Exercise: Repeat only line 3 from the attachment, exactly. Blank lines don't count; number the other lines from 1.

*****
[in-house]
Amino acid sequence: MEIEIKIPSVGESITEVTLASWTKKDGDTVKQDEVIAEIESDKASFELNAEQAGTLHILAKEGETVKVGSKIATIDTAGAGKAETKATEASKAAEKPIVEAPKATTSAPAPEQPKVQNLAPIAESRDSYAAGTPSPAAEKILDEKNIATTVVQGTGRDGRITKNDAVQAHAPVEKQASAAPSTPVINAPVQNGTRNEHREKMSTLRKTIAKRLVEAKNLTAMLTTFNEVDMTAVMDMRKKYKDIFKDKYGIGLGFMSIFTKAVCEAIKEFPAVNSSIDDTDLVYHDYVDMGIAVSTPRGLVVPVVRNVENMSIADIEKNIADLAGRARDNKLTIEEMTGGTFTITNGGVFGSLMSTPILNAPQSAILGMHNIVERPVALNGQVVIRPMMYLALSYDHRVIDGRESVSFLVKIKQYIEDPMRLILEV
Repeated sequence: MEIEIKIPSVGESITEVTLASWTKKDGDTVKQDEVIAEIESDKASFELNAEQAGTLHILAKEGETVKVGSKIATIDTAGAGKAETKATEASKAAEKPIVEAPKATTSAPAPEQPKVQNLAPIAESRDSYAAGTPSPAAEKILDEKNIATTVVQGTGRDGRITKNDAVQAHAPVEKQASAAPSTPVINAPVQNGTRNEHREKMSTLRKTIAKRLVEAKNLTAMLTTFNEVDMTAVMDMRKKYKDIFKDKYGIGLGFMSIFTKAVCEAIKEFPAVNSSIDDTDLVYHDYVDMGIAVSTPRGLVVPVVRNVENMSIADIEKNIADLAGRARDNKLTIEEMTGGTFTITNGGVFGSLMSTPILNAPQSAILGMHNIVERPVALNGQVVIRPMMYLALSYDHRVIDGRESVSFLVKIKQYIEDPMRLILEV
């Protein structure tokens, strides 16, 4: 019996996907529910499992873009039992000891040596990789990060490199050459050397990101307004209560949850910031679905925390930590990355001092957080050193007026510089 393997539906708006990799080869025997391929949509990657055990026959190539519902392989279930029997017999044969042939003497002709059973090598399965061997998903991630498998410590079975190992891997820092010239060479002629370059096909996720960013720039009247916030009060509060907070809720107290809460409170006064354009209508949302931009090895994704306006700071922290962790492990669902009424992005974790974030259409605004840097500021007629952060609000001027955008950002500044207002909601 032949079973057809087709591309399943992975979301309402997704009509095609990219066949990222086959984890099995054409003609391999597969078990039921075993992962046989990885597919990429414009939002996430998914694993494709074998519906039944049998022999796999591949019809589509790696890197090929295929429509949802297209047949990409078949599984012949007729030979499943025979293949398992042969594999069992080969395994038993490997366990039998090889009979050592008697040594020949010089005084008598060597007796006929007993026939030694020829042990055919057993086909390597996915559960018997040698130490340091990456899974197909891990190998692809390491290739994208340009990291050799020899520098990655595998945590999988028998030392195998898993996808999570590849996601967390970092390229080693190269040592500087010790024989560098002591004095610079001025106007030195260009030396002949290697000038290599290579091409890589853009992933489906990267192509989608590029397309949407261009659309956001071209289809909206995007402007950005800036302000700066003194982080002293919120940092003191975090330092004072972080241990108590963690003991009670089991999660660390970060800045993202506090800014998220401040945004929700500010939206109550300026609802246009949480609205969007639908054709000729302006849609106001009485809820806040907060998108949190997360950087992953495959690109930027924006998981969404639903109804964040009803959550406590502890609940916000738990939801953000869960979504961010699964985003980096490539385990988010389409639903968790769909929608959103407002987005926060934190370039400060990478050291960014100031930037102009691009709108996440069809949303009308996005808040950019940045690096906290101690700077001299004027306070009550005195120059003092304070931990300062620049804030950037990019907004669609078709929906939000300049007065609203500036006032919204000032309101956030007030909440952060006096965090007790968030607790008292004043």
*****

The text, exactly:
Repeated sequence: MEIEIKIPSVGESITEVTLASWTKKDGDTVKQDEVIAEIESDKASFELNAEQAGTLHILAKEGETVKVGSKIATIDTAGAGKAETKATEASKAAEKPIVEAPKATTSAPAPEQPKVQNLAPIAESRDSYAAGTPSPAAEKILDEKNIATTVVQGTGRDGRITKNDAVQAHAPVEKQASAAPSTPVINAPVQNGTRNEHREKMSTLRKTIAKRLVEAKNLTAMLTTFNEVDMTAVMDMRKKYKDIFKDKYGIGLGFMSIFTKAVCEAIKEFPAVNSSIDDTDLVYHDYVDMGIAVSTPRGLVVPVVRNVENMSIADIEKNIADLAGRARDNKLTIEEMTGGTFTITNGGVFGSLMSTPILNAPQSAILGMHNIVERPVALNGQVVIRPMMYLALSYDHRVIDGRESVSFLVKIKQYIEDPMRLILEV